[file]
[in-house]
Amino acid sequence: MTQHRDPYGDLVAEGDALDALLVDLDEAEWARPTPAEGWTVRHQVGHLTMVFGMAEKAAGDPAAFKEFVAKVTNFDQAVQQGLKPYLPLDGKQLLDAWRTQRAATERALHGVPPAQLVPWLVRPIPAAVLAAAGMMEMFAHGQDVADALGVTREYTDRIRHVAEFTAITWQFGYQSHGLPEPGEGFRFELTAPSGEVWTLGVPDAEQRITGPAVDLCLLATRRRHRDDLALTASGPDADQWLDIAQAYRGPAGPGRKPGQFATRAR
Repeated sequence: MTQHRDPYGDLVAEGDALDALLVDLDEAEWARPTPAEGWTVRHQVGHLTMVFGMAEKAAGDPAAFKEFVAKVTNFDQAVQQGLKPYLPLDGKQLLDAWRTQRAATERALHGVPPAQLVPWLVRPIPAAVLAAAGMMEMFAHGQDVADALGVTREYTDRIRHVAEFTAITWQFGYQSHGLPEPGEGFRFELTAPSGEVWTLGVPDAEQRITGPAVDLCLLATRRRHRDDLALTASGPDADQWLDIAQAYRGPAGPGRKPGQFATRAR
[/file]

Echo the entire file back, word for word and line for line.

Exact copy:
[in-house]
Amino acid sequence: MTQHRDPYGDLVAEGDALDALLVDLDEAEWARPTPAEGWTVRHQVGHLTMVFGMAEKAAGDPAAFKEFVAKVTNFDQAVQQGLKPYLPLDGKQLLDAWRTQRAATERALHGVPPAQLVPWLVRPIPAAVLAAAGMMEMFAHGQDVADALGVTREYTDRIRHVAEFTAITWQFGYQSHGLPEPGEGFRFELTAPSGEVWTLGVPDAEQRITGPAVDLCLLATRRRHRDDLALTASGPDADQWLDIAQAYRGPAGPGRKPGQFATRAR
Repeated sequence: MTQHRDPYGDLVAEGDALDALLVDLDEAEWARPTPAEGWTVRHQVGHLTMVFGMAEKAAGDPAAFKEFVAKVTNFDQAVQQGLKPYLPLDGKQLLDAWRTQRAATERALHGVPPAQLVPWLVRPIPAAVLAAAGMMEMFAHGQDVADALGVTREYTDRIRHVAEFTAITWQFGYQSHGLPEPGEGFRFELTAPSGEVWTLGVPDAEQRITGPAVDLCLLATRRRHRDDLALTASGPDADQWLDIAQAYRGPAGPGRKPGQFATRAR